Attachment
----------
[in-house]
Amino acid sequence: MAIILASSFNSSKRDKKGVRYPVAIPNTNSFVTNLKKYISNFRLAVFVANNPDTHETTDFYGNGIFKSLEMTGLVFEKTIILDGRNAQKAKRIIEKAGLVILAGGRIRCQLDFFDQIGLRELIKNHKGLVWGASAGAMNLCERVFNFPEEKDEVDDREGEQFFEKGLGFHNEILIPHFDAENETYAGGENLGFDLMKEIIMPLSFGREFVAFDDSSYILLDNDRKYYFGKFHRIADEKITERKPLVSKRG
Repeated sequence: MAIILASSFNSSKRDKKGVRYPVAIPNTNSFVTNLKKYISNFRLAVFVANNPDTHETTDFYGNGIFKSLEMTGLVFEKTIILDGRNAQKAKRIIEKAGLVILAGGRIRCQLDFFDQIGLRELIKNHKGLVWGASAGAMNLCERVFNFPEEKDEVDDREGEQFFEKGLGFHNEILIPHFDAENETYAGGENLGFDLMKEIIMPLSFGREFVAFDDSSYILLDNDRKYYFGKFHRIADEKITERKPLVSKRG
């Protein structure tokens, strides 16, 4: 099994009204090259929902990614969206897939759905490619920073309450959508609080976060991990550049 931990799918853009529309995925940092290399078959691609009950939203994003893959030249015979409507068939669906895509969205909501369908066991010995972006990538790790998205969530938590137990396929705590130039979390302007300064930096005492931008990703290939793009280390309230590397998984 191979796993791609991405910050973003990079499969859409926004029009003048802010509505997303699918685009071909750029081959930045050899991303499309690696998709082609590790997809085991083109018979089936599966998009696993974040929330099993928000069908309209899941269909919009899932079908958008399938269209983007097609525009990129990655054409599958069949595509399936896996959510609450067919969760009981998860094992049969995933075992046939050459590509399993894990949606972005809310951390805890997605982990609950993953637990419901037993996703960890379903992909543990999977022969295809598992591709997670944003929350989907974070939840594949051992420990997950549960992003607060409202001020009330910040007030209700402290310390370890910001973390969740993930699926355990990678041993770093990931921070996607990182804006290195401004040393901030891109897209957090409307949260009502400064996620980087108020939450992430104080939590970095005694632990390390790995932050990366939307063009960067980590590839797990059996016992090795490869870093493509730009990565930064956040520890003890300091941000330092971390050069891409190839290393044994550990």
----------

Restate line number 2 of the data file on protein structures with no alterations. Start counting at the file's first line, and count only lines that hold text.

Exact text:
Amino acid sequence: MAIILASSFNSSKRDKKGVRYPVAIPNTNSFVTNLKKYISNFRLAVFVANNPDTHETTDFYGNGIFKSLEMTGLVFEKTIILDGRNAQKAKRIIEKAGLVILAGGRIRCQLDFFDQIGLRELIKNHKGLVWGASAGAMNLCERVFNFPEEKDEVDDREGEQFFEKGLGFHNEILIPHFDAENETYAGGENLGFDLMKEIIMPLSFGREFVAFDDSSYILLDNDRKYYFGKFHRIADEKITERKPLVSKRG